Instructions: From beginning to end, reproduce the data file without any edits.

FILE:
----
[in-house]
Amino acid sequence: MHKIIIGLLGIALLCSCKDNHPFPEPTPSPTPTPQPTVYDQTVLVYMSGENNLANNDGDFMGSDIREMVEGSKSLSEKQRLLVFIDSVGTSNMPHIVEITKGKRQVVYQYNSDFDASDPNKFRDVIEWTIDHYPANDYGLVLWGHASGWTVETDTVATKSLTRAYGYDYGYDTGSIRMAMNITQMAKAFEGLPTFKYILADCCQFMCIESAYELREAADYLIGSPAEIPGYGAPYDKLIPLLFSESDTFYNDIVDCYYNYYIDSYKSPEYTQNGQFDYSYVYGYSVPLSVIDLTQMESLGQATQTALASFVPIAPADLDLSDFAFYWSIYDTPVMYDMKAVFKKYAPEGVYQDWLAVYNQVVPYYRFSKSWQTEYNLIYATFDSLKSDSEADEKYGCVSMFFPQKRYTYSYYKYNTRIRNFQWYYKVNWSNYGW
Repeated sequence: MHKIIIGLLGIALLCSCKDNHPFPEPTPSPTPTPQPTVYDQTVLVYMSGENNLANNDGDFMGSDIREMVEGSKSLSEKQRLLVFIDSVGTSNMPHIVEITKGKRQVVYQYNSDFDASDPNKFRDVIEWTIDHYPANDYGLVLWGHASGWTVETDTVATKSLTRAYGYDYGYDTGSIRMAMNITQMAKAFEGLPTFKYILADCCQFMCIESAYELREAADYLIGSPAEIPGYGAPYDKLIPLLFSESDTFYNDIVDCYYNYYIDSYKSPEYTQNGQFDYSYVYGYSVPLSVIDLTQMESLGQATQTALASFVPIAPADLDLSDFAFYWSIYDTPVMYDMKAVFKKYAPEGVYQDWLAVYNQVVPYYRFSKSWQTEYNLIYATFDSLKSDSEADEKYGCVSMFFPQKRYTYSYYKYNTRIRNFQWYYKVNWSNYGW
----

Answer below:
[in-house]
Amino acid sequence: MHKIIIGLLGIALLCSCKDNHPFPEPTPSPTPTPQPTVYDQTVLVYMSGENNLANNDGDFMGSDIREMVEGSKSLSEKQRLLVFIDSVGTSNMPHIVEITKGKRQVVYQYNSDFDASDPNKFRDVIEWTIDHYPANDYGLVLWGHASGWTVETDTVATKSLTRAYGYDYGYDTGSIRMAMNITQMAKAFEGLPTFKYILADCCQFMCIESAYELREAADYLIGSPAEIPGYGAPYDKLIPLLFSESDTFYNDIVDCYYNYYIDSYKSPEYTQNGQFDYSYVYGYSVPLSVIDLTQMESLGQATQTALASFVPIAPADLDLSDFAFYWSIYDTPVMYDMKAVFKKYAPEGVYQDWLAVYNQVVPYYRFSKSWQTEYNLIYATFDSLKSDSEADEKYGCVSMFFPQKRYTYSYYKYNTRIRNFQWYYKVNWSNYGW
Repeated sequence: MHKIIIGLLGIALLCSCKDNHPFPEPTPSPTPTPQPTVYDQTVLVYMSGENNLANNDGDFMGSDIREMVEGSKSLSEKQRLLVFIDSVGTSNMPHIVEITKGKRQVVYQYNSDFDASDPNKFRDVIEWTIDHYPANDYGLVLWGHASGWTVETDTVATKSLTRAYGYDYGYDTGSIRMAMNITQMAKAFEGLPTFKYILADCCQFMCIESAYELREAADYLIGSPAEIPGYGAPYDKLIPLLFSESDTFYNDIVDCYYNYYIDSYKSPEYTQNGQFDYSYVYGYSVPLSVIDLTQMESLGQATQTALASFVPIAPADLDLSDFAFYWSIYDTPVMYDMKAVFKKYAPEGVYQDWLAVYNQVVPYYRFSKSWQTEYNLIYATFDSLKSDSEADEKYGCVSMFFPQKRYTYSYYKYNTRIRNFQWYYKVNWSNYGW